Why Variable-Compression Engines Are Better

28th November 2018

Internal combustion engines have a parameter called “compression ratio.” An engine’s compression ratio refers to the amount of “squeezing” that the pistons apply to air-fuel mixtures during operation. The ratio is calculated by taking the volume in each engine cylinder when the piston is at the bottom, and dividing it by the volume when the piston is at the top. Typical compression ratios are 9:1, 10:1, and so on.

Note that today’s engines have one compression ratio. The problem is that having one fixed compression ratio at work in an engine is that compromises need to be made over the range of use. Engine designers would far prefer engines that can change compression ratios during operation.

Why multiple compression ratios are better

A high compression ratio means you’re squeezing the air-fuel mixture in the engine’s combustion chambers tightly, which in turn means more power and fuel efficiency.  This means higher gas mileage and lower amounts of pollutants. The problem is that if an engine is coupled with a turbo- or super- charger, there will be times that the compression ratio is too high and you’d like the car’s computer to dial it back. Thats what variable compression is all about: dialing it back.

Infiniti – One of the First

Infiniti was one of the first companies to decide they wanted to perfect variable compression technology. In the last 20 years, they developed more than 100 engine prototypes and spent more than 30,000 hours testing variable compression systems. The fruit of their labor is the VC-Turbo engine.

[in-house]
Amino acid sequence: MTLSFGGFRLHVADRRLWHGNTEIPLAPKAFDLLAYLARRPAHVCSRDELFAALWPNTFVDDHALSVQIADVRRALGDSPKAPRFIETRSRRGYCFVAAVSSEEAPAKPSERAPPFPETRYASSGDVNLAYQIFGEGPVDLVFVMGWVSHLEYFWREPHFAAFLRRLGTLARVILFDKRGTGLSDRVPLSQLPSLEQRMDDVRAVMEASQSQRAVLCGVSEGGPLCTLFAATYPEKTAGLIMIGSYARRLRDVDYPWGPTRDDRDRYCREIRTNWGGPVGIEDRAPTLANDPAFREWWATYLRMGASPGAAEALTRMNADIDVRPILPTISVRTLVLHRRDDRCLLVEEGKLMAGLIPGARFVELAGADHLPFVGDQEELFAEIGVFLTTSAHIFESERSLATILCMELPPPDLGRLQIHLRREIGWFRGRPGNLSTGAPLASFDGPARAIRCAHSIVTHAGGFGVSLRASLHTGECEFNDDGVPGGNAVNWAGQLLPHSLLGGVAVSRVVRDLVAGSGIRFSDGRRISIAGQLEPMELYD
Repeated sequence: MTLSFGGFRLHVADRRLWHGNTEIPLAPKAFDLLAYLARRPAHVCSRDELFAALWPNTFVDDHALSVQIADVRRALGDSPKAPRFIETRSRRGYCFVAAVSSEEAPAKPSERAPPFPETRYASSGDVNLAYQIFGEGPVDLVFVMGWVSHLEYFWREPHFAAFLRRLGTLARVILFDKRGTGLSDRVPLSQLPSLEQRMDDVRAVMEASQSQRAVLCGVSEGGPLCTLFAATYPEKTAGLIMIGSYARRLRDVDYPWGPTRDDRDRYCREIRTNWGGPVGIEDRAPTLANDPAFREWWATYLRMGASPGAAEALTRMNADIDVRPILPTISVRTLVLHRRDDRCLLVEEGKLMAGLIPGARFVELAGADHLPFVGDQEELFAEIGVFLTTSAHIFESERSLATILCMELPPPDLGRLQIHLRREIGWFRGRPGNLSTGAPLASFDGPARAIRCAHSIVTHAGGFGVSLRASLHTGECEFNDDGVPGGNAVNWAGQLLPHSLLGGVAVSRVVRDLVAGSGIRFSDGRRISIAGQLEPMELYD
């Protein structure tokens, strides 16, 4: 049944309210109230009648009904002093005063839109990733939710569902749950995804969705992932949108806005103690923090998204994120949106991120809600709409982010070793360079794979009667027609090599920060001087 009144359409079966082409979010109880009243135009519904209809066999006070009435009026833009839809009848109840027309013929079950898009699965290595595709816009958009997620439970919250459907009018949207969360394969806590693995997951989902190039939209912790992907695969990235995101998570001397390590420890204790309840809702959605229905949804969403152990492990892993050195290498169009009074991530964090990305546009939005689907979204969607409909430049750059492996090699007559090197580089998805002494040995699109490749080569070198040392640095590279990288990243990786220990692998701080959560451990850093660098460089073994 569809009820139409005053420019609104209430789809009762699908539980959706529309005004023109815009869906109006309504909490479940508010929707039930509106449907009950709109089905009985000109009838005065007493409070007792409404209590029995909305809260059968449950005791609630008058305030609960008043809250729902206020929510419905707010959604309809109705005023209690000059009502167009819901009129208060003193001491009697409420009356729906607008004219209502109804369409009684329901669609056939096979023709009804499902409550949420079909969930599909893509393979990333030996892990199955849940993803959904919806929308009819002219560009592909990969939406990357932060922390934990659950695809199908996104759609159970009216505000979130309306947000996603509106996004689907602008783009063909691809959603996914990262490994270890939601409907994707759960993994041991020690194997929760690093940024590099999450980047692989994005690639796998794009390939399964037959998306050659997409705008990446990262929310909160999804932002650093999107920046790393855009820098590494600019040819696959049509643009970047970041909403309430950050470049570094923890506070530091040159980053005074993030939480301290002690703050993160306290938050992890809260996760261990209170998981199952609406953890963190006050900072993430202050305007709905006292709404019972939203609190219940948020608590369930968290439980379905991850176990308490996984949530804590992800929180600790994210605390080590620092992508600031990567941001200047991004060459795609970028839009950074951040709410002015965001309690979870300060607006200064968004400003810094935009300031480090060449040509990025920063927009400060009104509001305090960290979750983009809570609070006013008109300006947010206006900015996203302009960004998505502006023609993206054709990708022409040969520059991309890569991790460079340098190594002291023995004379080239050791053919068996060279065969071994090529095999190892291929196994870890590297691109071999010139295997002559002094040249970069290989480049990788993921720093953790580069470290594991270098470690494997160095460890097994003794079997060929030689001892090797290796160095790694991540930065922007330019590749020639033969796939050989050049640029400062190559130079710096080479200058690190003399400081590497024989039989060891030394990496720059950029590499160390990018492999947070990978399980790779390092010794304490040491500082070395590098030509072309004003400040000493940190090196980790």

Infiniti’s VC-Turbo is a turbocharged 2.0-liter inline-four that can operate at very high compression ratios without knocking. During times of high turbo boost, the VC-Turbo’s engine management computer signals an electric motor to lower the compression ratio. When the motor isn’t using the turbocharger as much, the motor lengthens the pistons’ reach, which ups the compression ratio.

Fancy motor mounts too

The engineers wanted variable compression and a smooth running engine too. They accomplished this by ditching the two balance shafts that conventional inline-fours have to balance out vibrations. They accomplished this with another new technology: active motor mounts. Sensors integrated in the upper engine mounts detect vibrations from the VC-Turbo, then creates opposing vibrations to cancel them out. All together, the design knocks nine decibels off the previous engine noise, making their new four-banger almost as quiet as a V6 design.

And Atkinson cycle

The VC-Turbo can also run in Atkinson-cycle to boost gas mileage. Our consultant at Southpoint Dodge (Austin, TX) explained that Atkinson cycle engines work by creating a small window of time in which the engine’s intake valves open slightly, drawing extra air into the combustion chambers right as the pistons begin to compress the fuel-air mixture. By reducing the engine’s volume, it lets the engine act like a smaller, more efficient engine. Atkinson-cycle engines are common in hybrid gasoline-electric cars that emphasize fuel efficiency and in which electric motors compensate for the reduced power, but it’s rare on straight-fuel engines.

Times are a changing

Toughening fuel economy and emissions standards are squeezing internal combustion engine engineers. However, car companies expect gas-only motors to stick around for a while. The key to the future is technology that makes smaller engines perform like the big power mills of recent years. Variable ratio compression is one technique that works.


Corey is an all round tech guru who has worked at some major blue chip companies. He started Poweronemedia to share his views and knowledge with the rest of the blogging world.

Comments are closed.